We do too, but that's not going to happen today. We weren't all that shocked to find out that Piano Snails did not, in fact, play the piano, or even resemble a piano. When it comes right down to it, we aren't actually all that sure why they are called Piano snails, they aren't even especially musical. They are, however, very cool little critters, deserving of your attention regardless of if you are a species collector, or snail enthusiast, or just an aquarist looking for an interesting snail to add to your display.
Taia naticoides (the species name for the Piano Snail) is a relatively large (albeit not huge) snail, with adults maxing out around an inch and a quarter tall. Coloration wise, they are most frequently seen with an ice cream twist of somewhere between white & black and brown & gold, though occasionally, all brown ones are seen. Young snails of this species are incredibly active, and you'll rarely see them rest, though this behavior fades somewhat with age.
Originally, these snails were thought to be from a single location, Inle Lake in what was once known as Burma, but is now called Myanmar. Myanmar has been in embroiled in a bloody military coup since 2021 and suffered from substantial social and political instability for years before this. As a result, there is on-again / off-again species availability from this region, and obviously they have bigger things to sort out than getting us snails. All that being said, more recently these snails have become available from Vietnam and India, and as such, the supply has become much more reliable.
Taia naticoides is part of the family Viviparidae (river or mystery snails), and they are also viviparous, meaning they give live birth. Every 21 days or so, females can produce a fully formed, but little (just shy of 1/8 of an inch tall) snail, and as far as we've seen, they do this one at a time. Which means that while breeding this snail is possible, even likely, in captivity, the rate of reproduction is so slow that it is very difficult to do so on a commercial level. On the plus side of this slow repro, is that it is impossible for them to overrun an aquarium. If you are interested in trying your hand at breeding them, they can't be told apart by their shells as far as we know, though males are supposed to have thicker antennae. The best way to ensure sex distribution is to buy a large group of them. Then, just keep an eye out for babies!
Husbandry wise, Taia naticoides are very easy to keep. They are subtropical in nature and can tolerate a pretty wide range of temperatures; temps as low as 60 and as high as 80 Fahrenheit are okay but should be pretty consistent. Activity levels will be noticeably higher at the warmer end of this range. They are not sensitive to hardness levels and will be just fine in a wide range of KH and GH values. In regard to pH, shoot for a value around seven, or slightly over. As far as aquarium size, as long as there is adequate food, and a stable environment, a few of these could be kept in displays as small as two gallons. In the wild, these snails are often collected from silty areas, and older snails will burrow down into sand or silt for rest, and at least some of the display should have an open area of soft sand for them to get into.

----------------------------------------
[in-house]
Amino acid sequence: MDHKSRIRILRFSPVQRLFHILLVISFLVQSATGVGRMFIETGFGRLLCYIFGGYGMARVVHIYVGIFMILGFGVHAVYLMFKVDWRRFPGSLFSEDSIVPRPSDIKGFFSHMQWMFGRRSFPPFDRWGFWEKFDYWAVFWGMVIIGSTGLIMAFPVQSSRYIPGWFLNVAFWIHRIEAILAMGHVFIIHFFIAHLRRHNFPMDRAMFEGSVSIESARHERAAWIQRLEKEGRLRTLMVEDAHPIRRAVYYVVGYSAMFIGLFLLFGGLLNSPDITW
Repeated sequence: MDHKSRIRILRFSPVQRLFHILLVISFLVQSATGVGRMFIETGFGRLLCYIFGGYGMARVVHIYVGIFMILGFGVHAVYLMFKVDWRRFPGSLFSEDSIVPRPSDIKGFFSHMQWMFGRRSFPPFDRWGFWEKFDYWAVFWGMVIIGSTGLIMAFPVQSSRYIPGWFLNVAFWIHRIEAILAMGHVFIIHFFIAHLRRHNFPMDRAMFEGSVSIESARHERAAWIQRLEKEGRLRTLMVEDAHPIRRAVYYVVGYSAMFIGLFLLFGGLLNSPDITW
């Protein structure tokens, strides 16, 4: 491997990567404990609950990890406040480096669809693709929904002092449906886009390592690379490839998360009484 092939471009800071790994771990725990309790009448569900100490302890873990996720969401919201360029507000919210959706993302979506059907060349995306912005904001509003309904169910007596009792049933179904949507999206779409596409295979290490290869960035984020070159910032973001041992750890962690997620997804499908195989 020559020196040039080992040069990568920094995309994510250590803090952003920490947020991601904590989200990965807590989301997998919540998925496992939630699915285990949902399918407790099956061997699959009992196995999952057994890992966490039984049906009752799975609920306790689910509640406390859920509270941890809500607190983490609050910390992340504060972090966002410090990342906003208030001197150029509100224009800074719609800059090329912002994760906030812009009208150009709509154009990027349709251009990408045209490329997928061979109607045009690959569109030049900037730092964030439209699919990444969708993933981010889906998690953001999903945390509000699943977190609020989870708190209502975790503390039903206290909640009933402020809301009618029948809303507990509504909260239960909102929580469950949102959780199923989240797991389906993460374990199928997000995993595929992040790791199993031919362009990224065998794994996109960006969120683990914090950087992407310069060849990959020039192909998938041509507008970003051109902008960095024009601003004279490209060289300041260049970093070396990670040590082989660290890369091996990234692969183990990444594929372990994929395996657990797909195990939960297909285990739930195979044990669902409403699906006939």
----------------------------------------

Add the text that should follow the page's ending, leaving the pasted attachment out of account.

Piano Snails are very peaceful and can be kept with other snails, pretty much any fish (at least the ones that won't eat/harass them – no puffers!) and even shrimp. As filter feeders, they are also good additions to displays with other similar feeders like fan shrimp and clams. Avoid keeping them with snails that are “fast” movers, and rapid reproducers as the Piano Shrimp may struggle to get enough food. As with any snail, mixing them with Crayfish (or “freshwater lobsters”) ends with a well-fed crayfish.
Piano Snails are safe with plants but of limited use in regard to algae consumption. Conversely, they are excellent detritus consumers, and can also filter feed, though it is unclear as to the extent of this. They should be fed, and we utilize Nutramar's Algae and Color Boost shots for this job, which they will consume. Some aquarists attempting to breed the snails, also report success in target feeding them spirulina slurry. Clean, dry leaves from safe trees like oaks, birch and magnolias are a good addition to the aquarium as they offer a large amount of surface area for biofilm and make great food for Taia naticoides as they decompose. Leaves will often also bring some tannin to the aquarium and will affect the color of the water to varying degrees.
Hobbyists often overlook snails as part of their displays, and this is a mistake. Piano Snails are a great addition, they'll clear up uneaten fish food and fish waste. They are attractive and interesting. They'll reproduce in the home aquarium, without completely overrunning it, something that is oh-so-possible with many other species of snails. They will mix well with other snails that are more aggressive algae eaters. What's not to love? Head to your Local Fish Store and ask them about getting you a bunch of Taia naticoides from Aquatropic today!